Wireless-Extensions (WE) are the extensions added to the kernel circa 1997 by Jean Tourrilhes. We don't document WE as Jean already has documentation for this on his page so what we do do here is document things you should know about WE if you didn't before.
Is WE being further developed ?
No it is not. Only bug fixes are being accepted for WE.
Why we are abandoning WE
WEs are based on ioctl() and although ioctl() has been used and still is being used as a standard transport for communication between user <–> kernelspace new transports are being preferred for several reasons.
From Linux Device Drivers - 3rd Edition:
In user space, the ioctl system call has the following prototype:
int ioctl(int fd, unsigned long cmd, ...);
The prototype stands out in the list of Unix system calls because of the dots, which usually mark the function as having a variable number of arguments. In a real system, however, a system call can’t actually have a variable number of arguments. System calls must have a well-defined prototype, because user programs can access them only through hardware “gates.” Therefore, the dots in the prototype represent not a variable number of arguments but a single optional argument, traditionally identified as char *argp. The dots are simply there to prevent type checking during compilation.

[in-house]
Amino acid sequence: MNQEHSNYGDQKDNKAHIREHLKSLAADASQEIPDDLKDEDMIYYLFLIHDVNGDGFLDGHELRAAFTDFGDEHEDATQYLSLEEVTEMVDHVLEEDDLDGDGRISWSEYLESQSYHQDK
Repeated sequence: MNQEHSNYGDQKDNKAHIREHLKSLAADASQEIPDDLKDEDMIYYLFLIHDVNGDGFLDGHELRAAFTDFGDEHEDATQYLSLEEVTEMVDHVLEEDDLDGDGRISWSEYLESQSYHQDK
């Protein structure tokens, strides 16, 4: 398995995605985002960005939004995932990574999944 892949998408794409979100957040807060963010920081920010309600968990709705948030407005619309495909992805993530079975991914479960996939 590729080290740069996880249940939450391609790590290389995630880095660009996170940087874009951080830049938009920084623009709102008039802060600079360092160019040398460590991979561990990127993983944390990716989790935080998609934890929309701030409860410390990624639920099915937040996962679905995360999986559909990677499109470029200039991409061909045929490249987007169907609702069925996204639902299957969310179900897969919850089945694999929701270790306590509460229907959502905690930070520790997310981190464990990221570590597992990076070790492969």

It also states:
The unstructured nature of the ioctl call has caused it to fall out of favor among kernel developers. Each ioctl command is, essentially, a separate, usually undocumented system call, and there is no way to audit these calls in any sort of comprehensive manner. It is also difficult to make the unstructured ioctl arguments work identically on all systems; for example, consider 64-bit systems with a userspace process running in 32-bit mode.
What is Wireless-Extensions' replacement
Isn't this just changing the transport ?
Yes, however netlink provides a more fine grained control over data being transmitted and received. Additionally we are not restricted to only a few number of private calls (31).